Like most people, you may very well make it to the end of your working years without ever giving Medicaid eligibility a second thought. After all, you had employer sponsored health insurance and your income was (fortunately) too high to qualify for programs such as Medicaid. Why then, would you need to worry about being eligible for Medicaid during your retirement years? Moreover, what is the “look-back” rule for Missouri Medicaid and why is it important? The answers to these important questions can be found in the probability that you, and/or a spouse, will need long-term care at some point before the end of your life.
Do You Really Need to Worry about Long-Term Care?
None of us want to consider the very real possibility that we will end up in a long-term care facility at the end of our lives. That possibility, however, is more of a probability the older you get. At age 65, both you and your spouse (if applicable) stand about a 50-50 chance of eventually spending time in a long-term care facility. If you are still here at age 85 those odds jump to a 75 percent chance with an average length of stay in a long-term care facility running about 2.5 years. As you can see, the possibility of incurring long-term care expenses is very real during your “Golden Years.”
How Expensive Is Long-Term Care?
As if the prospect of spending your last few years in a long-term care facility isn’t enough to think about, that very possibility brings up another important consideration – the cost of that care. Nationwide, you can expect to spend, on average, about $80,000 per year for long-term care. Fortunately, long-term care costs in Missouri tend to run below the national average; however, you can still plan on shelling out over $60,000 a year for nursing home care. If your stay is in line with the national average of 2.5 years, you are looking at a long-term care bill of about $150,000. How will you pay that bill? Don’t count on your everyday health insurance policy because most do not cover long-term care unless you purchased a separate rider. What about Medicare? Unfortunately, Medicare only covers long-term care costs in very specific circumstances and then only for a relatively short period of time. This is where Medicaid comes into the picture because Medicaid will cover the costs associated with long-term care.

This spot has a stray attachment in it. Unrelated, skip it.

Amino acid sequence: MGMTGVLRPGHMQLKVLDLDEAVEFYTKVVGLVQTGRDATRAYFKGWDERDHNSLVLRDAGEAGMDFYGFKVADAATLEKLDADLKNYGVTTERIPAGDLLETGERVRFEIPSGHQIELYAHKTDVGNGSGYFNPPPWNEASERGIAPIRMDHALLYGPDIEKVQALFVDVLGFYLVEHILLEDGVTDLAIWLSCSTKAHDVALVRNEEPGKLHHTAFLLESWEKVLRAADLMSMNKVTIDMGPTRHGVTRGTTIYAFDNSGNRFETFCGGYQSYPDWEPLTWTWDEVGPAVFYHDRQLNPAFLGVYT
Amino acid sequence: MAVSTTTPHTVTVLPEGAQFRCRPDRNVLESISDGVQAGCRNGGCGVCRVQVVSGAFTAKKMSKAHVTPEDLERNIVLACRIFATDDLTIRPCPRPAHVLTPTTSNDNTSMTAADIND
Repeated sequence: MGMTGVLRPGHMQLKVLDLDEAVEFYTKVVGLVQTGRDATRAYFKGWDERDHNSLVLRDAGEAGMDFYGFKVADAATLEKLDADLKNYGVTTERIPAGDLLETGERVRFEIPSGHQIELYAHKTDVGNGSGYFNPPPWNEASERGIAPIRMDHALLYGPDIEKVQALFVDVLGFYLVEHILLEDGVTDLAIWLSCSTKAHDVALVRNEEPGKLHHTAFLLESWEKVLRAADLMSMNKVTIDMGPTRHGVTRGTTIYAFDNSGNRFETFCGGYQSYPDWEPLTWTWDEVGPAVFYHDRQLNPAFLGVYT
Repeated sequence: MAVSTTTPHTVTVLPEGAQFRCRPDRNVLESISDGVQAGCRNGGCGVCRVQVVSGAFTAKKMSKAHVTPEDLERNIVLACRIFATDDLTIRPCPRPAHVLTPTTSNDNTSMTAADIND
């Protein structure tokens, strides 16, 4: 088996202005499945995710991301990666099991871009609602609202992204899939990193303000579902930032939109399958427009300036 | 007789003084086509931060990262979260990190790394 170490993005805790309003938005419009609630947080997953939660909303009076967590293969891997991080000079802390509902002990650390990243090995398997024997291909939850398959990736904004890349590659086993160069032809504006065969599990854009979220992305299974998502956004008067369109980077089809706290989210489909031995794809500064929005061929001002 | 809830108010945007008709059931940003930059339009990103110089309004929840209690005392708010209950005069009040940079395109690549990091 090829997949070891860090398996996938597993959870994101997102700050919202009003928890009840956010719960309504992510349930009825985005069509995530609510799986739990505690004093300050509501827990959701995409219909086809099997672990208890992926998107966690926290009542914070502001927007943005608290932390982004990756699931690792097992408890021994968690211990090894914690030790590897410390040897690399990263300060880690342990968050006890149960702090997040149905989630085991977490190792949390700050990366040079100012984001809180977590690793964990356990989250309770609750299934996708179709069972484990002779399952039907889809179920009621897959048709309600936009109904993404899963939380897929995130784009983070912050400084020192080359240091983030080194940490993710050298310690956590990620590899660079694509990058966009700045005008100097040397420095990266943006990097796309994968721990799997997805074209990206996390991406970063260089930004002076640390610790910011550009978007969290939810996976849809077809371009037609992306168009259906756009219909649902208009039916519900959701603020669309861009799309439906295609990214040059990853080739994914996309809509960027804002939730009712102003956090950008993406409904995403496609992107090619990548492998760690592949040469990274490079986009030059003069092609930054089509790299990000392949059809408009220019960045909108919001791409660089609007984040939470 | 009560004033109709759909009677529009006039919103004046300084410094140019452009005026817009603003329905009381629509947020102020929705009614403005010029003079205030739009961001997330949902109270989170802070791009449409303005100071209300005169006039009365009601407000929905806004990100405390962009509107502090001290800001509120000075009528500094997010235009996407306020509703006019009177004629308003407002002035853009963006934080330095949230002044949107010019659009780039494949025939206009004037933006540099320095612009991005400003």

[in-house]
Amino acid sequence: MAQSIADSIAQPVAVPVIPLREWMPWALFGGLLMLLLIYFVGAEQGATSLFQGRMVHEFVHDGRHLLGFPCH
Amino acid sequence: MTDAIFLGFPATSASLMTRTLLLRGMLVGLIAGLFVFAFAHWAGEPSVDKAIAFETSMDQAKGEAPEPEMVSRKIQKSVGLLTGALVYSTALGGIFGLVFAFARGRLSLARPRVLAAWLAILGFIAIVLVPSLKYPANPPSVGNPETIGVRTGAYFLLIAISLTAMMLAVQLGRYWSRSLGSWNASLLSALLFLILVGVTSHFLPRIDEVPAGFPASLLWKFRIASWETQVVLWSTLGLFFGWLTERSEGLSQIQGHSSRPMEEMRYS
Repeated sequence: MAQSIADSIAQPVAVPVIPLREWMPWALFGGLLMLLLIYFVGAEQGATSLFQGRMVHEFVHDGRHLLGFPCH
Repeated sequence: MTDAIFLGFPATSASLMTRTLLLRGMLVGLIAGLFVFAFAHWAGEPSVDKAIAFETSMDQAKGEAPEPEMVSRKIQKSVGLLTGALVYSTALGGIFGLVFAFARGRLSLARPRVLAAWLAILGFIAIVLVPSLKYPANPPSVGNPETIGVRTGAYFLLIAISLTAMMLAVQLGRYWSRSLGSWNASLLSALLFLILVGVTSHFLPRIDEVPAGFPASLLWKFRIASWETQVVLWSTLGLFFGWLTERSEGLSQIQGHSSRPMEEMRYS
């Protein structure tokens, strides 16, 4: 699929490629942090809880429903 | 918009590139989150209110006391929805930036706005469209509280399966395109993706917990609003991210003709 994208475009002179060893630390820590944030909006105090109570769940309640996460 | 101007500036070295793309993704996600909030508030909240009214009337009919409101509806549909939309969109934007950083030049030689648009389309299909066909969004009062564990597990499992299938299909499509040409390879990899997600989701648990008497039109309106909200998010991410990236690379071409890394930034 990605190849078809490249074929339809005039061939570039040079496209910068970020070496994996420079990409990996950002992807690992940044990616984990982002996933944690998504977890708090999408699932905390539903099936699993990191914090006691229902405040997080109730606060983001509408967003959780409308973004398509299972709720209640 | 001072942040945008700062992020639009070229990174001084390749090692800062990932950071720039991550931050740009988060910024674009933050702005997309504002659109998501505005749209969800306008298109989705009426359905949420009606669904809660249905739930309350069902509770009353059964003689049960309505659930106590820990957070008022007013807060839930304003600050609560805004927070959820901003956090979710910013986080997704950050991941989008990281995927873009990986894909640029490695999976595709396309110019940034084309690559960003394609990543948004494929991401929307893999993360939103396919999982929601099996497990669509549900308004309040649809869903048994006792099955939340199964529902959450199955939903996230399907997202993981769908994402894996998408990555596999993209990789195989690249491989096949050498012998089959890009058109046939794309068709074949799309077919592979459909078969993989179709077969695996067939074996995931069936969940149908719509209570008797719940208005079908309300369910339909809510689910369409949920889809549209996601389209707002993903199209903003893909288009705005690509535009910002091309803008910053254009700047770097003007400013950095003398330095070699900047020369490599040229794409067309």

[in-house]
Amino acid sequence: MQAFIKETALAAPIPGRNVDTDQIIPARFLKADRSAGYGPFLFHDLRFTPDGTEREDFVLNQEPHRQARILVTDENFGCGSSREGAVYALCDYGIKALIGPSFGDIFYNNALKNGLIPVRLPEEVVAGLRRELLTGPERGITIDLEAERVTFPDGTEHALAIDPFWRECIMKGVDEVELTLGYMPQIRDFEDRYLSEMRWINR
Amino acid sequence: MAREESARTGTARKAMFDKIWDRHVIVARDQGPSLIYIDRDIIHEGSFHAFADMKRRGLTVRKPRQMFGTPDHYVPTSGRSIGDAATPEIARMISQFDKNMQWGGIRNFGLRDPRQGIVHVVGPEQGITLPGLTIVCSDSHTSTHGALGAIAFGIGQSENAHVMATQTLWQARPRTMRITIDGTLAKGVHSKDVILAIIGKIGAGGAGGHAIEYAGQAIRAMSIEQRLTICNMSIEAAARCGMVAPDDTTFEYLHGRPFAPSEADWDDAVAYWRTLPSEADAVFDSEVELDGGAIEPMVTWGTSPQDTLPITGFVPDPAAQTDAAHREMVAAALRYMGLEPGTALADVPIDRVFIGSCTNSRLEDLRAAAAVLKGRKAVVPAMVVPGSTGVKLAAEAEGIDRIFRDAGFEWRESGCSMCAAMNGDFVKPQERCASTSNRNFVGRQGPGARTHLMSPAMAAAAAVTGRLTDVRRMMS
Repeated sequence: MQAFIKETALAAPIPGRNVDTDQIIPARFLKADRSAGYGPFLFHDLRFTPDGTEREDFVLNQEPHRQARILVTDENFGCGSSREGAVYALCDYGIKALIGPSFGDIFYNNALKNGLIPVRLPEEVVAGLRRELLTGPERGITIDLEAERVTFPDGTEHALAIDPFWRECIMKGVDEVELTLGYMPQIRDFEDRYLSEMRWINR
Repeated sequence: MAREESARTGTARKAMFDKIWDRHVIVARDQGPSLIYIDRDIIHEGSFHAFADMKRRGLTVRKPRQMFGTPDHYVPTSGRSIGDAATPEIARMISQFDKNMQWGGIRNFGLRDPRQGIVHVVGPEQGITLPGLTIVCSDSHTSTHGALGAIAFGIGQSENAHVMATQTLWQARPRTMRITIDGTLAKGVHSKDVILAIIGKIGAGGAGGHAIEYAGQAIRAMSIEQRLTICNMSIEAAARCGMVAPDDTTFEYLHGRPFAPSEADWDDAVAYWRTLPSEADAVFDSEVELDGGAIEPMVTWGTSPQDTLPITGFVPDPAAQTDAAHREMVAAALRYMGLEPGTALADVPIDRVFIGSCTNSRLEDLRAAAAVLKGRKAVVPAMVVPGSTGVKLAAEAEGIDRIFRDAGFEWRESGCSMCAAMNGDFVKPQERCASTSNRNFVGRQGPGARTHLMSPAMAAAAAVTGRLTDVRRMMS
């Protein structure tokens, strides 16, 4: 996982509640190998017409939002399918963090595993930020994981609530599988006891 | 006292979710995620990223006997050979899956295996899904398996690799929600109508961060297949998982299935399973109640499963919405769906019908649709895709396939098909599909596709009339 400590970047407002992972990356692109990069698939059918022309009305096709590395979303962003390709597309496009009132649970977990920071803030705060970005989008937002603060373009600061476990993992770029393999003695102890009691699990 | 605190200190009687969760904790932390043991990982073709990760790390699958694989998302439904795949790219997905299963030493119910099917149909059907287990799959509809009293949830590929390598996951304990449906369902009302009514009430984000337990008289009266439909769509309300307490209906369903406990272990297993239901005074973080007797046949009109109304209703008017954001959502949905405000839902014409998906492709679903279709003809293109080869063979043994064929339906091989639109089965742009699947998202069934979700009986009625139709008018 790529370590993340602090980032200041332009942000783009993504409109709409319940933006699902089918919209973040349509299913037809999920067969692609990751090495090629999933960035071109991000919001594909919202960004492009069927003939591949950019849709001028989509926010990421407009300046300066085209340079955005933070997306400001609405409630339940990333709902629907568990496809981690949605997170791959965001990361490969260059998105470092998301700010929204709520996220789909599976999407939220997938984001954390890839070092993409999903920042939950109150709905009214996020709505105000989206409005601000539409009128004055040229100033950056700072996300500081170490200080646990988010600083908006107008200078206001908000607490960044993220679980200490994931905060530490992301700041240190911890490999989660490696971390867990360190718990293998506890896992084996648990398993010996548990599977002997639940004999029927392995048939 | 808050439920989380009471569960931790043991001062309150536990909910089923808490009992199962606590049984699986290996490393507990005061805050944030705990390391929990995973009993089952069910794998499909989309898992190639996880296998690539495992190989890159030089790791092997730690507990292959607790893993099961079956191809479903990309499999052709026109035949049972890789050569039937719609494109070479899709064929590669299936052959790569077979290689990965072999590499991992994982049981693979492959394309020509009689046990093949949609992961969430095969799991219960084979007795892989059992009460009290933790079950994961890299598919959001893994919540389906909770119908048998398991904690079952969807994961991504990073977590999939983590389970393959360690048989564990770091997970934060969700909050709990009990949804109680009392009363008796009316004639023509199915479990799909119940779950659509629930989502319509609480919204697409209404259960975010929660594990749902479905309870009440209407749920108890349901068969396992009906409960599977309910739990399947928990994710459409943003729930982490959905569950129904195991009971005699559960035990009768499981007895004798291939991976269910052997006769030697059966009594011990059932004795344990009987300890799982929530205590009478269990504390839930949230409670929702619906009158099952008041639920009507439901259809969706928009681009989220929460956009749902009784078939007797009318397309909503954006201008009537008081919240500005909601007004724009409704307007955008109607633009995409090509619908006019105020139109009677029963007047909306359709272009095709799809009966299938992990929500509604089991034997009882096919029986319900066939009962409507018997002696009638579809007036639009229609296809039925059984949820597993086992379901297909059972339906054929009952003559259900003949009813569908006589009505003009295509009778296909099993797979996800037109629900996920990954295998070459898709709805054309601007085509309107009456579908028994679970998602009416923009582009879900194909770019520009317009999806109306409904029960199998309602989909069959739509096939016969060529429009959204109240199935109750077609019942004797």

Medicaid Can Help…But…Beware of the “Look-Back” Rule
The good news in all of this is that Medicaid can help…but, you have to qualify for benefits first. To qualify for Medicaid you must have income and “countable resources” (assets) that fall below the program limits. The limit for assets is often as low as $999 for an individual. Like the average senior, your countable resources will likely exceed the program limit. Simply transferring those assets to loved ones in anticipation of applying for Medicaid won’t work because Medicaid employs a five year “look-back” period. If your assets are too high, you will be expected to depend on those assets to help pay your expenses until your assets are sufficiently depleted to qualify for Medicaid benefits.
The five year look-back period allows the Medicaid program to review your finances for the five-year period prior to your application for benefits. If an asset transfer is identified, Medicaid may simply disallow the transfer and effectively impute the value of the asset back into your estate for purposes of determining your eligibility for benefits. In essence, anything sold, gifted, or otherwise removed from your estate during the five years prior to your application for Medicaid benefits may be ignored when determining the value of your estate. There are some exceptions that allow for certain transfers even during the five-year look-back period; however, you should assume that all transfers will be a problem unless your Missouri estate planning attorney tells you otherwise.
Because of the likelihood that you will need to qualify for Medicaid benefits, and the possibility of the look-back period creating an obstacle, it is best to discuss incorporating Medicaid planning into your comprehensive estate plan with your Missouri estate planning attorney.
If you have additional questions or concerns about qualifying for Medicaid, how the five year look-back period works in practice, or Medicaid planning, contact the experienced Missouri estate planning attorneys at Amen, Gantner & Capriano, Your Estate Matters, LLC by calling (314) 966-8077 to schedule an appointment.